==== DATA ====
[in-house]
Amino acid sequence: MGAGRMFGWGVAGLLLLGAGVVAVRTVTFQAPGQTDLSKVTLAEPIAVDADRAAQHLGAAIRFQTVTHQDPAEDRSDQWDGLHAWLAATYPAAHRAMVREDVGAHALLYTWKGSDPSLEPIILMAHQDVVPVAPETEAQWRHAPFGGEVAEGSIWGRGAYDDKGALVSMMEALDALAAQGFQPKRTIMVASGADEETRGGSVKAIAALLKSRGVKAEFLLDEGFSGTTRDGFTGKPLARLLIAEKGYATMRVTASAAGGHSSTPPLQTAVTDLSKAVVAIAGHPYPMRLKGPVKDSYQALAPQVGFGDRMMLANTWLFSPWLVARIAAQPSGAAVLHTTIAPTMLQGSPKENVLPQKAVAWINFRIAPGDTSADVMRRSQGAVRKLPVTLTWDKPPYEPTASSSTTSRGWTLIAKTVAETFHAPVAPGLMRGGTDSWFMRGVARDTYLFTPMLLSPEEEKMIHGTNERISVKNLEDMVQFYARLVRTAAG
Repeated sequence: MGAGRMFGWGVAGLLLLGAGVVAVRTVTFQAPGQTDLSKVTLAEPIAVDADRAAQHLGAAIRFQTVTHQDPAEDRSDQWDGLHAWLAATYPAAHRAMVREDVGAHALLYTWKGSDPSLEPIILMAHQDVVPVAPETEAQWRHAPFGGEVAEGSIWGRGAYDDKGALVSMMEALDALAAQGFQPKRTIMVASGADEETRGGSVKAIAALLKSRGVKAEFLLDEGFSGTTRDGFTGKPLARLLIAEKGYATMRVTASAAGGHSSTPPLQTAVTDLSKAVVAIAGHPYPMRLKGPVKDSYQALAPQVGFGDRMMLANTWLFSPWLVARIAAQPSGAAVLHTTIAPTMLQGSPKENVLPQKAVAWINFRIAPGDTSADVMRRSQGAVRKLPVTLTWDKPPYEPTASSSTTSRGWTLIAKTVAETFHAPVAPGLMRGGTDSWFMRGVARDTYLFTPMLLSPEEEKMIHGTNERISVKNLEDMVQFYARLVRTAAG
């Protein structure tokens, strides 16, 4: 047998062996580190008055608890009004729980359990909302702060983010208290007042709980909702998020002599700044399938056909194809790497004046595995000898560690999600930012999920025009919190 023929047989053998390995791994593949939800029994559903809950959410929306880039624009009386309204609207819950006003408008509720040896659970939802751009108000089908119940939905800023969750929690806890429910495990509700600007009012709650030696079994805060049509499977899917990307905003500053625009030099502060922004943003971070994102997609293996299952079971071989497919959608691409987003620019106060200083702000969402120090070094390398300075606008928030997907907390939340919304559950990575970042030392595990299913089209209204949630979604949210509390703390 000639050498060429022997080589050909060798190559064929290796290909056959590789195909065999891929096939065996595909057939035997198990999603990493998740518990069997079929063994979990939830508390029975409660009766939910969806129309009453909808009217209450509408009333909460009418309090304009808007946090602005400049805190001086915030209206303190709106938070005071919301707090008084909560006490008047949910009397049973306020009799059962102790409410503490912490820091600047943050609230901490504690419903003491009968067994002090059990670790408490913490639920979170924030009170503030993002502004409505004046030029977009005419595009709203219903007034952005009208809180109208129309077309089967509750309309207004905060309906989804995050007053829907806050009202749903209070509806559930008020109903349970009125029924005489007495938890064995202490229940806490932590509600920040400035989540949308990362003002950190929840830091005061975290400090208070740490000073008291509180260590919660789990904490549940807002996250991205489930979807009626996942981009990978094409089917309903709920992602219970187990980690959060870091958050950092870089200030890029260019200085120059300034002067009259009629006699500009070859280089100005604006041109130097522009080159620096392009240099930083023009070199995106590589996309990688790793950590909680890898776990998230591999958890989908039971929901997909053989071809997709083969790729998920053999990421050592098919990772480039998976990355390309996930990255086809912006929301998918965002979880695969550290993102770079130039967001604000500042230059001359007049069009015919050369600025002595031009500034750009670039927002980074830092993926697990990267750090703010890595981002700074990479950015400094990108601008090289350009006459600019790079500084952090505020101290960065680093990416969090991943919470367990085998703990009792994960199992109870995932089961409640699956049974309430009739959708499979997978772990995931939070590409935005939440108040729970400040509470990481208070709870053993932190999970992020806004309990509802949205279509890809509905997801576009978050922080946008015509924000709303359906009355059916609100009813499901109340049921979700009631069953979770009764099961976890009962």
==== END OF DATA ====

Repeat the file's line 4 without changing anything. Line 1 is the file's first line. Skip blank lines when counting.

């Protein structure tokens, strides 16, 4: 047998062996580190008055608890009004729980359990909302702060983010208290007042709980909702998020002599700044399938056909194809790497004046595995000898560690999600930012999920025009919190 023929047989053998390995791994593949939800029994559903809950959410929306880039624009009386309204609207819950006003408008509720040896659970939802751009108000089908119940939905800023969750929690806890429910495990509700600007009012709650030696079994805060049509499977899917990307905003500053625009030099502060922004943003971070994102997609293996299952079971071989497919959608691409987003620019106060200083702000969402120090070094390398300075606008928030997907907390939340919304559950990575970042030392595990299913089209209204949630979604949210509390703390 000639050498060429022997080589050909060798190559064929290796290909056959590789195909065999891929096939065996595909057939035997198990999603990493998740518990069997079929063994979990939830508390029975409660009766939910969806129309009453909808009217209450509408009333909460009418309090304009808007946090602005400049805190001086915030209206303190709106938070005071919301707090008084909560006490008047949910009397049973306020009799059962102790409410503490912490820091600047943050609230901490504690419903003491009968067994002090059990670790408490913490639920979170924030009170503030993002502004409505004046030029977009005419595009709203219903007034952005009208809180109208129309077309089967509750309309207004905060309906989804995050007053829907806050009202749903209070509806559930008020109903349970009125029924005489007495938890064995202490229940806490932590509600920040400035989540949308990362003002950190929840830091005061975290400090208070740490000073008291509180260590919660789990904490549940807002996250991205489930979807009626996942981009990978094409089917309903709920992602219970187990980690959060870091958050950092870089200030890029260019200085120059300034002067009259009629006699500009070859280089100005604006041109130097522009080159620096392009240099930083023009070199995106590589996309990688790793950590909680890898776990998230591999958890989908039971929901997909053989071809997709083969790729998920053999990421050592098919990772480039998976990355390309996930990255086809912006929301998918965002979880695969550290993102770079130039967001604000500042230059001359007049069009015919050369600025002595031009500034750009670039927002980074830092993926697990990267750090703010890595981002700074990479950015400094990108601008090289350009006459600019790079500084952090505020101290960065680093990416969090991943919470367990085998703990009792994960199992109870995932089961409640699956049974309430009739959708499979997978772990995931939070590409935005939440108040729970400040509470990481208070709870053993932190999970992020806004309990509802949205279509890809509905997801576009978050922080946008015509924000709303359906009355059916609100009813499901109340049921979700009631069953979770009764099961976890009962």